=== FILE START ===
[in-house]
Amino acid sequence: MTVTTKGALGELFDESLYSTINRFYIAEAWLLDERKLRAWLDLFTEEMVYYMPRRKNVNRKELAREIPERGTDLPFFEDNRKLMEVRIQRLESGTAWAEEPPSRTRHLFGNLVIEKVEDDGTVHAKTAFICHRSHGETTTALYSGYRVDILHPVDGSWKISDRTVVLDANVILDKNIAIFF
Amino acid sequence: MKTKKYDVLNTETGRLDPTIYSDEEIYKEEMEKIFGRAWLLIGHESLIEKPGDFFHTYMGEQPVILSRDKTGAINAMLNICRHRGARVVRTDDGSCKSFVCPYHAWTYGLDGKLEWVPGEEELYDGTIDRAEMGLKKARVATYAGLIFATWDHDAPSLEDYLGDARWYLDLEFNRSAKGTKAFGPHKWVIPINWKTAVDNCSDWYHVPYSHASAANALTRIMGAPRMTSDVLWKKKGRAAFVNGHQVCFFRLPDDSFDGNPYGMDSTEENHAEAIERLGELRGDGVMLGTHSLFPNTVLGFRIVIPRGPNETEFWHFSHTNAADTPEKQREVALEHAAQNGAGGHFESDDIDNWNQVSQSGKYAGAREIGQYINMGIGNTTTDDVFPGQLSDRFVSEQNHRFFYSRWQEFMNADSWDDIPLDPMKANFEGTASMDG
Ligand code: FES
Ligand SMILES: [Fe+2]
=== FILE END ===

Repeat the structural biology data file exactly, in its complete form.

[in-house]
Amino acid sequence: MTVTTKGALGELFDESLYSTINRFYIAEAWLLDERKLRAWLDLFTEEMVYYMPRRKNVNRKELAREIPERGTDLPFFEDNRKLMEVRIQRLESGTAWAEEPPSRTRHLFGNLVIEKVEDDGTVHAKTAFICHRSHGETTTALYSGYRVDILHPVDGSWKISDRTVVLDANVILDKNIAIFF
Amino acid sequence: MKTKKYDVLNTETGRLDPTIYSDEEIYKEEMEKIFGRAWLLIGHESLIEKPGDFFHTYMGEQPVILSRDKTGAINAMLNICRHRGARVVRTDDGSCKSFVCPYHAWTYGLDGKLEWVPGEEELYDGTIDRAEMGLKKARVATYAGLIFATWDHDAPSLEDYLGDARWYLDLEFNRSAKGTKAFGPHKWVIPINWKTAVDNCSDWYHVPYSHASAANALTRIMGAPRMTSDVLWKKKGRAAFVNGHQVCFFRLPDDSFDGNPYGMDSTEENHAEAIERLGELRGDGVMLGTHSLFPNTVLGFRIVIPRGPNETEFWHFSHTNAADTPEKQREVALEHAAQNGAGGHFESDDIDNWNQVSQSGKYAGAREIGQYINMGIGNTTTDDVFPGQLSDRFVSEQNHRFFYSRWQEFMNADSWDDIPLDPMKANFEGTASMDG
Ligand code: FES
Ligand SMILES: [Fe+2]